The world of international travel has changed in the last month, and it’s clear that many more changes will follow in the coming days. Whilst we are all, quite correctly, focusing on following guidance to minimise the spread of the disease, preserve resources (no stockpiling) and keep our loved ones safe, there are many for whom immigration issues add an extra layer of worries. The Home Office response to the coronavirus impact on immigration issues has been limited to date but gives an indication of the changes that we are likely to see in the near future.
The Home Office immigration pronouncement on coronavirus was first published on 17 February and updated on 27 February. At that time China was most severely affected by the virus and so the policies announced focus primarily on Chinese nationals. The Home Office have stated that they will update the policies shortly and it is very much hoped that these updates will expand the policy to citizens of other countries currently stranded in the UK.
Automatic Visa Extensions
Any Chinese national in the UK on a UK immigration visa which has an expiry date between 24 January 2020 and 30 March 2020 will get an extension (on the same conditions as the existing visa) until 31 March 2020 if they have been compliant with the conditions of that visa.
The extension is automatic and there is no need to make an immigration application. Those who benefit will not receive a new visa or Biometric Residence Permit card but the new expiry date will be added to UK Visas and Immigration systems
The policy is remarkable in that it is both automatic (with no changes to the appropriate legislation) and back-dated (the announcement was made on 17 February but covers people whose permission to be in the UK expired as early as 24 January) with the very positive effect of forgiving any overstay in this time-frame even if it was not related to the coronavirus.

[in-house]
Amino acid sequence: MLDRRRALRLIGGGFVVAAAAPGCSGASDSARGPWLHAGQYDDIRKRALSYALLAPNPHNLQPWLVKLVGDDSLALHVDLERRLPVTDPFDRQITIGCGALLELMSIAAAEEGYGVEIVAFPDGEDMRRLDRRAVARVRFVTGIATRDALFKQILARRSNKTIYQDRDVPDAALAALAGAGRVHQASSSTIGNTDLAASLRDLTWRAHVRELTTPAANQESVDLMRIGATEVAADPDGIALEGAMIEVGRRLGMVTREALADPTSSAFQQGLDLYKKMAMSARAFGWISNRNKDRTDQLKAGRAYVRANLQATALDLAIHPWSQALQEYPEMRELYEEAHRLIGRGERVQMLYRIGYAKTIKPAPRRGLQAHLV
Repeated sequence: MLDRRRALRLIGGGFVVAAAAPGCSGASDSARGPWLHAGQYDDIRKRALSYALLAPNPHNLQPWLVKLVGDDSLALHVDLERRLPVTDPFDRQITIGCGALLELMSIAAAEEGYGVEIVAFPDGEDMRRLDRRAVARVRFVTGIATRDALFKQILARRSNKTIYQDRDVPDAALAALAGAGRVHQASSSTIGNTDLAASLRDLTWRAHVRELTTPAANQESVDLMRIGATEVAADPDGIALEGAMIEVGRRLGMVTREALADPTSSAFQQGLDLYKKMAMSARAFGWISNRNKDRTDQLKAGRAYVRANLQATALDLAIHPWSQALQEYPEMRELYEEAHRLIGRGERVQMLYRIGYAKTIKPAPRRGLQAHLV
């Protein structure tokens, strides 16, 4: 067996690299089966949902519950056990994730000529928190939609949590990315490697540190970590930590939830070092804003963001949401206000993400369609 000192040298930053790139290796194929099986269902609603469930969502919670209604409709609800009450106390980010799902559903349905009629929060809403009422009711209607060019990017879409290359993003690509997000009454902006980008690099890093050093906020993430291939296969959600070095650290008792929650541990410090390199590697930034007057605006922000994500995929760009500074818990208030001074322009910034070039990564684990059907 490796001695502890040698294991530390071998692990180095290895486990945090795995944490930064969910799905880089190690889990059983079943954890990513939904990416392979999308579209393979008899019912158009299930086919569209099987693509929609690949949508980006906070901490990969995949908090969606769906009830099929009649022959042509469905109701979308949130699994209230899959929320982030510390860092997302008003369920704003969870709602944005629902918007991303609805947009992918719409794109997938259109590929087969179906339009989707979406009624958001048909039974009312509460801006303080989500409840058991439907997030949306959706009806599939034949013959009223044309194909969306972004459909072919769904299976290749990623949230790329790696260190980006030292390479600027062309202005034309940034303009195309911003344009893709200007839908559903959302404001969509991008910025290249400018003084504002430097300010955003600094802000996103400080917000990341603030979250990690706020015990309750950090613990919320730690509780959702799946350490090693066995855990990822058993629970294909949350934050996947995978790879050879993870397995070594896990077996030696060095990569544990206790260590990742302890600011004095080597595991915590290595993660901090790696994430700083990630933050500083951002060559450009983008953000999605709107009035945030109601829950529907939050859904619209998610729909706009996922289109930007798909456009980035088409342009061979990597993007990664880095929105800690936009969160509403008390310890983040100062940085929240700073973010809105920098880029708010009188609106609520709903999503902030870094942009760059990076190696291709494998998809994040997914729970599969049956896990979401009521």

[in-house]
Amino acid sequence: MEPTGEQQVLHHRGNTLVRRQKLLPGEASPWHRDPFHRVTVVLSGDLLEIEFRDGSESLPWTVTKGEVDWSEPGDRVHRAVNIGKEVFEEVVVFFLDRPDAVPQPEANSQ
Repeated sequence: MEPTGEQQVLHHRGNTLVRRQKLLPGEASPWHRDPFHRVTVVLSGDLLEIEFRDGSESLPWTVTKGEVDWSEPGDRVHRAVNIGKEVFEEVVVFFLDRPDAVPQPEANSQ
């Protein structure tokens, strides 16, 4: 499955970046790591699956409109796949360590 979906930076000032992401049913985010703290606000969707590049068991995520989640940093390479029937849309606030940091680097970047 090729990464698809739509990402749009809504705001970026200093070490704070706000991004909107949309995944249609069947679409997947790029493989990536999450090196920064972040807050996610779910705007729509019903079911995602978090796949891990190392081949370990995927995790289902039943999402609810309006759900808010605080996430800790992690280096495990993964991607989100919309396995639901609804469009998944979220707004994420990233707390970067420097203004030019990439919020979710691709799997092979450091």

In addition, Chinese nationals in the UK on a long-term standard visitor visa that lasts 2, 5 or 10 years and who reach the maximum stay of 180 days between 24 January and 30 March 2020 will also have their permission to stay automatically extended.
Any Chinese nationals who have already applied to extend their visas do not need to do take any additional action. Any Chinese national who was planning to make an immigration extension application from within the UK should continue to do so – this will not usually be appropriate for visitors but would cover, for example, Chinese nationals with Tier 2 sponsored status.
The above policies are extended to non-Chinese nationals who can demonstrate to the Home Office that they are normally resident in China. For this group it is necessary to contact the Home Office to make the necessary arrangements as extensions will not be automatic.
Using the NHS
Overseas visitors to the UK must pay for any NHS care they receive – this requirement does not apply to long term visa holders (who will normally have paid the Immigration Health Surcharge) and those with indefinite leave to remain.
However, some infectious diseases are exempt from the requirements for payment. On 29 January coronavirus was added to that list.
This means that overseas visitors will not be charged for a diagnostic test for coronavirus even if the test result is negative. In addition, there will be no charge made for any treatment for coronavirus if the test is positive or, for suspected coronavirus, up to the point of any negative test result.
These changes apply to all nationalities and are an important step in ensuring that overseas visitors are not deterred from seeking diagnosis or treatment for coronavirus.
More to Follow
Whilst the above changes are limited in nature, it is anticipated that we will see an expansion of such policy announcements to cover other nationalities and immigration status. I’ll be providing further information here and regular updates.